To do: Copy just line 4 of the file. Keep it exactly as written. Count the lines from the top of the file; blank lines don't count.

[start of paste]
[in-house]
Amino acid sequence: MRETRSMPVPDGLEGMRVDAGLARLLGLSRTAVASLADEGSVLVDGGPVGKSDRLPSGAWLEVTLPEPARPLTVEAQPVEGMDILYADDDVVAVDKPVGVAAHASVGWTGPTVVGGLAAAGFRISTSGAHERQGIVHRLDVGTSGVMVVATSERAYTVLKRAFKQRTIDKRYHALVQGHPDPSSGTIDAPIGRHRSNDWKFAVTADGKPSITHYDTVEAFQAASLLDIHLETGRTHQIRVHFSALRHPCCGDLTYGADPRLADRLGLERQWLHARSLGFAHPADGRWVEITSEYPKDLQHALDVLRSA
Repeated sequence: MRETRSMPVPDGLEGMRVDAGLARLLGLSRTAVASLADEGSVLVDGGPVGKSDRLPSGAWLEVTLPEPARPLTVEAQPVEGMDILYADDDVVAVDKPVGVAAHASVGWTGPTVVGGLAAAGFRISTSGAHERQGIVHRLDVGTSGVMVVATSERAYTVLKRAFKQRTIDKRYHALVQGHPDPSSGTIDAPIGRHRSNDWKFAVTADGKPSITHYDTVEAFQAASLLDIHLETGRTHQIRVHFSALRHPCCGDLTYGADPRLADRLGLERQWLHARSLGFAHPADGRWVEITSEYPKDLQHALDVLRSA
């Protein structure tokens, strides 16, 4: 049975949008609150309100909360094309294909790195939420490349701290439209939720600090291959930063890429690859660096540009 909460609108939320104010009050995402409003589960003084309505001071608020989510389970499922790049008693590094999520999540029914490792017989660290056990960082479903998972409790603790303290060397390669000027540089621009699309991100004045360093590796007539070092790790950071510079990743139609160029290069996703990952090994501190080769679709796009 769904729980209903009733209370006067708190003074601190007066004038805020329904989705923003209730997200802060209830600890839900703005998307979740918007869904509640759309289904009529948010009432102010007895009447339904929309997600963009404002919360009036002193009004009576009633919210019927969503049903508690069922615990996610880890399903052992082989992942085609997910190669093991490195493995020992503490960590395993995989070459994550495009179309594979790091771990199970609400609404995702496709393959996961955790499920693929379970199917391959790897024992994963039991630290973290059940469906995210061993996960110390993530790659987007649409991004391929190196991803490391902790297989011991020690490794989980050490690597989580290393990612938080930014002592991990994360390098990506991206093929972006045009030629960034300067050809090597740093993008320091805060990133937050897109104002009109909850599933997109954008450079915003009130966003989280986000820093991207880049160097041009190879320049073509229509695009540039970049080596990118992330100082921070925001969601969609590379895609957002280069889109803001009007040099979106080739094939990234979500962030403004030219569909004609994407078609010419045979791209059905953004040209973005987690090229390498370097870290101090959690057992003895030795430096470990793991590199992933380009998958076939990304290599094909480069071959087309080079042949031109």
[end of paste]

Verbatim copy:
């Protein structure tokens, strides 16, 4: 049975949008609150309100909360094309294909790195939420490349701290439209939720600090291959930063890429690859660096540009 909460609108939320104010009050995402409003589960003084309505001071608020989510389970499922790049008693590094999520999540029914490792017989660290056990960082479903998972409790603790303290060397390669000027540089621009699309991100004045360093590796007539070092790790950071510079990743139609160029290069996703990952090994501190080769679709796009 769904729980209903009733209370006067708190003074601190007066004038805020329904989705923003209730997200802060209830600890839900703005998307979740918007869904509640759309289904009529948010009432102010007895009447339904929309997600963009404002919360009036002193009004009576009633919210019927969503049903508690069922615990996610880890399903052992082989992942085609997910190669093991490195493995020992503490960590395993995989070459994550495009179309594979790091771990199970609400609404995702496709393959996961955790499920693929379970199917391959790897024992994963039991630290973290059940469906995210061993996960110390993530790659987007649409991004391929190196991803490391902790297989011991020690490794989980050490690597989580290393990612938080930014002592991990994360390098990506991206093929972006045009030629960034300067050809090597740093993008320091805060990133937050897109104002009109909850599933997109954008450079915003009130966003989280986000820093991207880049160097041009190879320049073509229509695009540039970049080596990118992330100082921070925001969601969609590379895609957002280069889109803001009007040099979106080739094939990234979500962030403004030219569909004609994407078609010419045979791209059905953004040209973005987690090229390498370097870290101090959690057992003895030795430096470990793991590199992933380009998958076939990304290599094909480069071959087309080079042949031109």